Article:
Introduction

STEMx is pleased to introduce its Sustainability Compass. Co-developed with Education First and Battelle, this online tool is designed to help state STEM networks understand if they are on a path to sustainability. A compass is an essential tool in wilderness survival. And anyone who has been in the wilderness of designing, building and launching a state-level STEM network – at any level – knows firsthand the necessity of constant planning, problem solving and strategy development. Moreover, short- and long-term successes of state-level STEM networks are not simple equations. Both require the convergence of a complex set of variables and a clear direction toward true north.

The goal of the Sustainability Compass is simple: to help state STEM networks – including their leaders, staff, partners and stakeholders –  take stock of their current network position and build strength and viability to the point of long-term success based on the following definition of sustainability:

The interaction and integration of partners, resources, funding and overall initiative strength that enables a network to accomplish goals, build momentum and establish a long-term position in the field or marketplace. 

The Sustainability Compass is anchored in some of the best research available for organizing, planning and sustaining networks. It begins by discussing the foundation piece of organizing through collective action (Section A). It then examines planning (Section B) and sustainability (Section C). After using the Compass, state STEM network leaders, staff, partners and stakeholders should be well positioned to pinpoint strengths and challenges of their networks and consider and prioritize next-steps for building impact over time.

Finally, STEMx wants the Compass to be as helpful as possible to state STEM networks. We invite users to provide feedback on the Compass’s utility, identify critical concepts that might be missing and suggest additional research that might strengthen the overall experience.

Using the Compass

STEP 1: SECTIONS A, B AND C: Gather your bearings

The first step to using the Compass is learning about its features. The Compass begins each section by helping users “Gather Your Bearings.” These segments provide a brief overview of the concepts relevant to that section. Here Compass users can access supplemental materials and information on featured concepts in two ways: by clicking hyperlinks within the overview text and embedded within “Confirm Current Position” questions or by reading “Gather Your Bearings” segments contained on three Web pages:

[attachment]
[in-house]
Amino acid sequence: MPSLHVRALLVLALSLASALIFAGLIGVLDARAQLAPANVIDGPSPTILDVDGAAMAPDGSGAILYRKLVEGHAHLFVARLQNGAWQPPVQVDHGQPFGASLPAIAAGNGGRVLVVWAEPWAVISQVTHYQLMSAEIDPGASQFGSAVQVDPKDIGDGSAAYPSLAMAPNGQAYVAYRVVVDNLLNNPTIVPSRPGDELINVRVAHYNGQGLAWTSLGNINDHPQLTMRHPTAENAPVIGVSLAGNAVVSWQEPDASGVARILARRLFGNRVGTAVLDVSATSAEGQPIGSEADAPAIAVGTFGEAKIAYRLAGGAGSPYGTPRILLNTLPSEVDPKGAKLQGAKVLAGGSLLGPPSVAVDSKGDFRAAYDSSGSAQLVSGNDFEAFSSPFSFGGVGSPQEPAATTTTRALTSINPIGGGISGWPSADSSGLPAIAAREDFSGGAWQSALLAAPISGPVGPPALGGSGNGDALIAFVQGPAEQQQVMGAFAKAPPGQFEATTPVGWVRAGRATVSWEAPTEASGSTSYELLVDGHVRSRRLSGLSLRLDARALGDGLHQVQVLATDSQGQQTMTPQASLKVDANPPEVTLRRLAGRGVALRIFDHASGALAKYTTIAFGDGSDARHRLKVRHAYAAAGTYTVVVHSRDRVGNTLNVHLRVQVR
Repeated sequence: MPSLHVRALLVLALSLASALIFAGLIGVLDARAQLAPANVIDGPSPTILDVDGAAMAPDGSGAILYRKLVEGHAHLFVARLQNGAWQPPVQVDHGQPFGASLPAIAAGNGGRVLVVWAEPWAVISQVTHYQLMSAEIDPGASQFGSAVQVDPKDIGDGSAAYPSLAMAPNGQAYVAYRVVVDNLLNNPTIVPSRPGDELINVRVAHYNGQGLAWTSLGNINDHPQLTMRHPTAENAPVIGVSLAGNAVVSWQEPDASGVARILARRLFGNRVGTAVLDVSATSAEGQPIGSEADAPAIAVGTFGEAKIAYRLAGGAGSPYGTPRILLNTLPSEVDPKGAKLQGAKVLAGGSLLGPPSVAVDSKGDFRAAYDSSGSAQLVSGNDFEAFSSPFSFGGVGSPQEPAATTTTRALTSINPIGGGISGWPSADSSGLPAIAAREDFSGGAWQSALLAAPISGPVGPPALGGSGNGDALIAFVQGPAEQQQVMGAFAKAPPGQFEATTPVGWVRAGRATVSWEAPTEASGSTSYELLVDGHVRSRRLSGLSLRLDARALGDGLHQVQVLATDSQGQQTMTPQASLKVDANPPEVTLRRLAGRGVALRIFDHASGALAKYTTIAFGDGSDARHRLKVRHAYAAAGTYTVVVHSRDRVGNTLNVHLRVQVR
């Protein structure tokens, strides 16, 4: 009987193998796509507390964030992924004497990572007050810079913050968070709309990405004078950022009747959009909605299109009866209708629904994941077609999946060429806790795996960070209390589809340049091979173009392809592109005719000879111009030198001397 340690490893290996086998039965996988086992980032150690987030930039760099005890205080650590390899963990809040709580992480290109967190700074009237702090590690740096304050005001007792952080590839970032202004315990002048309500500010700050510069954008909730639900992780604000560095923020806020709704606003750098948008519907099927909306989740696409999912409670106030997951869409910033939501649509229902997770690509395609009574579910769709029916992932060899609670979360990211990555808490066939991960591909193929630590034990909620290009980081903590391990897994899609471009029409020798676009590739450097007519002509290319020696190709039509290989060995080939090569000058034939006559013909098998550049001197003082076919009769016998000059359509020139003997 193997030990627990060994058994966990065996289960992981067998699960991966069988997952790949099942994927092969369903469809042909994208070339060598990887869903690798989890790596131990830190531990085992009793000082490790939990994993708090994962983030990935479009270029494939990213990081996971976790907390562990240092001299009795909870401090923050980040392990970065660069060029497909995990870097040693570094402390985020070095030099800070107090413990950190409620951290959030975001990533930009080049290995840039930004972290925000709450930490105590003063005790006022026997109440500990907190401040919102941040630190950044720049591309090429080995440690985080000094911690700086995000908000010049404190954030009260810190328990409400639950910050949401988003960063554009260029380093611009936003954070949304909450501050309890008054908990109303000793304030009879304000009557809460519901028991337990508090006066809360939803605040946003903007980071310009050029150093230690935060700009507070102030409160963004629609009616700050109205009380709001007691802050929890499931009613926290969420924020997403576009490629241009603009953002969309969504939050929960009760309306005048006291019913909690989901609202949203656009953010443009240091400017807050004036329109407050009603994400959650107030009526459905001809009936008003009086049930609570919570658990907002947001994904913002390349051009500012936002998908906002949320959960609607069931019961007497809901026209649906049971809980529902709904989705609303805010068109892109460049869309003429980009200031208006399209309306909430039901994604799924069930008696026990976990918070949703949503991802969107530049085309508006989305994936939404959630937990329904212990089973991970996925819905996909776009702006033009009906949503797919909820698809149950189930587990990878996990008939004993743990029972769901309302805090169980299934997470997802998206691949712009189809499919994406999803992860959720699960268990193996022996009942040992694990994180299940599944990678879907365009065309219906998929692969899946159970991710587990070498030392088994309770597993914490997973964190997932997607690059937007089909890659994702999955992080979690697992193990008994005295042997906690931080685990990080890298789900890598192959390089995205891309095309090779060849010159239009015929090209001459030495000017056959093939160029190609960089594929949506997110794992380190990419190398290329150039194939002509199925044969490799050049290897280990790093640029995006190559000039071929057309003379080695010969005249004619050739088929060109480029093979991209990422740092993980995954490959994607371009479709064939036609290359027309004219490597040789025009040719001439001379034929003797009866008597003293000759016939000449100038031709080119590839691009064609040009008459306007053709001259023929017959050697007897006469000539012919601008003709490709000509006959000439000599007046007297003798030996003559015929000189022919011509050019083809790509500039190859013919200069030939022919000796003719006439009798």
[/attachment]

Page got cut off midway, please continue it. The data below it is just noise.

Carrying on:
STEP 2: Identify Current Position

After Compass users gather their bearings, they should work through each of the questions in the Compass to identify where their state STEM network is currently positioned along a continuum from “Pre-Emerging” to “Exemplary.” State-specific examples are offered as a guide to assist users in determining levels. Network staff, partners and stakeholders should complete these questions.

STEP 3: Confirm Current Position

Upon completion of the questions for each section, Compass users should complete five reflection questions. These questions are designed to confirm the current position of your state STEM network. Networks should consider if network staff responses align with network stakeholder and partner responses. This can help ensure that all stakeholders agree on the network’s current position and are moving collectively toward the destination. Users will have a chance to view a summary of their responses and assess network progress as a whole.

STEP 4: Determine Destination

Once each section is complete, Compass users should prioritize actions within their state network’s unique context and circumstances. State network partners may find it useful to return to the Compass in six to twelve months to gauge forward momentum – or backtracking – in their efforts to move toward sustainable outcomes and a strong, ongoing network organization. A destination is reached by focusing on points in the distance.

STEP 5: SHARE Destination

Once a state network has mapped its destination of sustainability, focusing on points in the distance – leaders and staff should share findings with STEMx or other state STEM network colleagues to seek specific support and assistance with collective action, planning and sustainability.